2) In February 2012 we had pretty complicated travel plans involving an arrival at MCO, return flight out of Tampa, week-long WDW stay and a short Disney cruise. Suffice it to say that the original plan was to take DME one-way from MCO to WDW and then pick up a rental car locally mid-stay. Turned out that rates dropped dramatically and it make more sense to just rent for the entire trip.

    I perused the most recent DME report in the Sentinel for Jan - June 2012. While overall traffic was down 1%, it noted that traffic from Jan - Mar was actually up 2%, but then there was a steep decline in May which lead to the overall decline. Did thousands more people suddenly decide to rent in May 2012 so they could visit WWoHP or are there other forces at work?
     
  15. CandyMandy

    CandyMandy DIS Veteran

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    Maybe it's just me, but the above seems to basically translate into "style over substance." Don't worry about having a genre that has proven longevity and is of interest to broad audiences (neither of which Avatar has to yet to show). Just make sure you have lots of attractions with gimmicky virtual this-or-that or that "Avatar-land" features a big, big coaster.

    Heck, that's what Six Flags does. And they sell a lot of tickets, don't they? :rolleyes2
     
  16. Peter Pirate 2

    Peter Pirate 2 <font color=red>I may be a Disney curmudgeon but I

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    Wow. You couldn't be more off with what I said.

    Quality trumps all is my point. It doesn't matter if the land is Bushwood CC as long as it is done to Disney quality because the guests ultimately don't care what the package looks like nearly as much as what is inside the package.
     
  17. Peter Pirate 2

    Peter Pirate 2 <font color=red>I may be a Disney curmudgeon but I

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    Sorry, I had to come back because it seems to me it is you who is buying into the whole "synergy" concept of current Disney, which ultimately cheapens the experience potential and stifles creativity.

    What do you think is great about Disney. The fact that their rides, attractions, hotels and merchandise are salable to the masses? Not me. POC, HM and others have stood the test of time with no synergistic connection until current Disney mooches off their success!

    Quality will always win out and Avatar is the type of franchise that offers imagineers so many directions of creativity regardless of how good the vehicle may or nay not be. So although the driving force for Avatar is synergistic, which I disagree with, the product itself lends itself to a myriad of possibility that Disney can, if done right, make their own.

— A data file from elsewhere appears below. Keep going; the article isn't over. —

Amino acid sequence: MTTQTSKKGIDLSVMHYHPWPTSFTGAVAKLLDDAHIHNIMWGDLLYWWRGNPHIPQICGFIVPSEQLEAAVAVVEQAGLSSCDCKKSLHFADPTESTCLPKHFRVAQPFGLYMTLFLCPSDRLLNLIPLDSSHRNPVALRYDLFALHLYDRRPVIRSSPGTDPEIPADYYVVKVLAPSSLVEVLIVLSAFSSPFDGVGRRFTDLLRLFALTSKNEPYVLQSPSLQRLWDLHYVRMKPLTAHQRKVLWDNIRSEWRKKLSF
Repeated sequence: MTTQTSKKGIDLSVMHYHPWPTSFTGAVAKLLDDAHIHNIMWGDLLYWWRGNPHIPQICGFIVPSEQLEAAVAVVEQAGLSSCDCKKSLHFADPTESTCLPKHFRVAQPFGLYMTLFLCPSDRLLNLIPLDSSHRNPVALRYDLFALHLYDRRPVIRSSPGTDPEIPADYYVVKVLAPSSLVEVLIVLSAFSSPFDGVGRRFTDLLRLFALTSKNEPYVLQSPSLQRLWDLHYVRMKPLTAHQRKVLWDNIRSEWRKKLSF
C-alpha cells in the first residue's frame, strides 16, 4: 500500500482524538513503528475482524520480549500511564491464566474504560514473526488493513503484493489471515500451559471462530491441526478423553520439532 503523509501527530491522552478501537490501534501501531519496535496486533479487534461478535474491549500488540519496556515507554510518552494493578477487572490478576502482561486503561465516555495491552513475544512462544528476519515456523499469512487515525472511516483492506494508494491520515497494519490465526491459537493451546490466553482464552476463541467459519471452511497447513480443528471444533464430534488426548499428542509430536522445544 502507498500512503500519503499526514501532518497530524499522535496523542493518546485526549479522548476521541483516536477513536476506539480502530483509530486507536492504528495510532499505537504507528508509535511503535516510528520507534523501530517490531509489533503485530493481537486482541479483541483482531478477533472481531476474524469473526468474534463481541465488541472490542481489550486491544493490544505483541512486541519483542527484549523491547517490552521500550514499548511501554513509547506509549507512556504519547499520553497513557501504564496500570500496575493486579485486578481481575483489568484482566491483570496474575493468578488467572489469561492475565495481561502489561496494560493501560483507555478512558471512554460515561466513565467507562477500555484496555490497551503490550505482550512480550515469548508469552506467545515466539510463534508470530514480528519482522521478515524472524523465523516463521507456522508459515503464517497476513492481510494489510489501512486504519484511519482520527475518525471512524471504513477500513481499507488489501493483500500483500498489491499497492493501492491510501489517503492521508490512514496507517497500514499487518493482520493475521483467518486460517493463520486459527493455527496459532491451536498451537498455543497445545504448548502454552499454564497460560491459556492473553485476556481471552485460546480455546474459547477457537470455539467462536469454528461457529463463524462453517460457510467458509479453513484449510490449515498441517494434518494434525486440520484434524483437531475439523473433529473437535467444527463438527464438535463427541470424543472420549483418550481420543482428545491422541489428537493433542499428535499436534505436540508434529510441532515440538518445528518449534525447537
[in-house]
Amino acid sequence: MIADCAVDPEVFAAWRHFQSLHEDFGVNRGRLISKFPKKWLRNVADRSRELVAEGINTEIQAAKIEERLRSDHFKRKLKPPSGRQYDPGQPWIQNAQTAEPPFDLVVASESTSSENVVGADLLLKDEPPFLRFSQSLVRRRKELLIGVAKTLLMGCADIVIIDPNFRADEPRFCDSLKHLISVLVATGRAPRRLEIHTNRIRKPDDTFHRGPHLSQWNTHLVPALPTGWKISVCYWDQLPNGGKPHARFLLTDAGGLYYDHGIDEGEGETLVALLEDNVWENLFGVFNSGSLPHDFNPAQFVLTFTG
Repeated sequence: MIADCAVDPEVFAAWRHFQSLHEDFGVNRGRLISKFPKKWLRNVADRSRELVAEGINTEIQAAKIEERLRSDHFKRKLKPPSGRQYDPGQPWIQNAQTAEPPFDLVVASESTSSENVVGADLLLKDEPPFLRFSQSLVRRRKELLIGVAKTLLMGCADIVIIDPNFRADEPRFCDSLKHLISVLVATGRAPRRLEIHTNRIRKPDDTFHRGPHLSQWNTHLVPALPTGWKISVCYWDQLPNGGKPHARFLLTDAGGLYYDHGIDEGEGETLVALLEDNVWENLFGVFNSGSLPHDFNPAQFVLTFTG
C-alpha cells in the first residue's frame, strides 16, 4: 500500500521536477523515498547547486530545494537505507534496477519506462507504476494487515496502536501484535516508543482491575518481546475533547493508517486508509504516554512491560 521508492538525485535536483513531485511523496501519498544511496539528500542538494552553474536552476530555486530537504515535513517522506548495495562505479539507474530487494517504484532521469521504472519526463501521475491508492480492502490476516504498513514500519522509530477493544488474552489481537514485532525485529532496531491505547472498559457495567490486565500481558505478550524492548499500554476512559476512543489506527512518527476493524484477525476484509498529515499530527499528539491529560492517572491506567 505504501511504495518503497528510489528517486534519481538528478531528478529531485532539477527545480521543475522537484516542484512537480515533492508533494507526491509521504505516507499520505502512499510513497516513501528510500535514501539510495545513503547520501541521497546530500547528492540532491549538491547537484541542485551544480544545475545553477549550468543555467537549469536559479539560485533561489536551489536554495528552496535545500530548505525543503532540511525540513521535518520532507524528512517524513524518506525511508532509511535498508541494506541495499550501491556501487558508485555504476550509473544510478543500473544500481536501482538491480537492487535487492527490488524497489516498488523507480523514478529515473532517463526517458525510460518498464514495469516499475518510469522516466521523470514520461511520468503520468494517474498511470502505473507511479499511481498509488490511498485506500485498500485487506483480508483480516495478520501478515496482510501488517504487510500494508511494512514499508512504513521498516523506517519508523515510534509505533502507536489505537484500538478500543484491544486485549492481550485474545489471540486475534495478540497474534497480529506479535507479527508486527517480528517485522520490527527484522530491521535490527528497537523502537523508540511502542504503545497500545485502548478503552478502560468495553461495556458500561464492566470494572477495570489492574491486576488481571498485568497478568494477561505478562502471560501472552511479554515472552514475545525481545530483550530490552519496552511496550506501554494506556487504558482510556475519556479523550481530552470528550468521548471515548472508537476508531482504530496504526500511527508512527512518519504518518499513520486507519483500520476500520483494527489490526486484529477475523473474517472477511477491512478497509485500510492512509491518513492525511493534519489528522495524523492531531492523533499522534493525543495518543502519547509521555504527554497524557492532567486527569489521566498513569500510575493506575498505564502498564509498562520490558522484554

18. CandyMandy

    CandyMandy DIS Veteran

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    WIth all due respect, I don't feel I'm off at all. You are saying the "theme" (package) doesn't matter but then say what's "in" the package does. The point I and many others here are making is that Avatar as it stands it is a thin foundation for Disney to work with, as far as developing truly engaging "contents." That is certainly true when Avatar-land is compared to what Universal had to work with when they were developing the "contents" for Harry Potter.

    Or put another way, in planning an entire theme park land, the breadth and depth of the range of characters and backstories matters -- and matters deeply.
     
  19. pilferk

    pilferk <font color=red>Jambo Wildbunch Gang<br><font colo

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    Not addressing the HP relation, but simply the ME portion.

    It's an interesting point...but the problem is this:

    A) It's not really quantifiable, for the Disney execs, because they could care less about fewer people using a free (aka built into room rate) service they provide. Their concern, indirectly, would be that those guests are no longer "hostages" on WDW property. See point C, below.

    B) We don't know WHY ridership is decreasing. They've also changed their effective hours, in terms of luggage delivery. Reports are that the rides, themselves, have declined in quality (and increased in duration). And we don't know if rental car rates have drastically changed. In other words...we don't know the cause.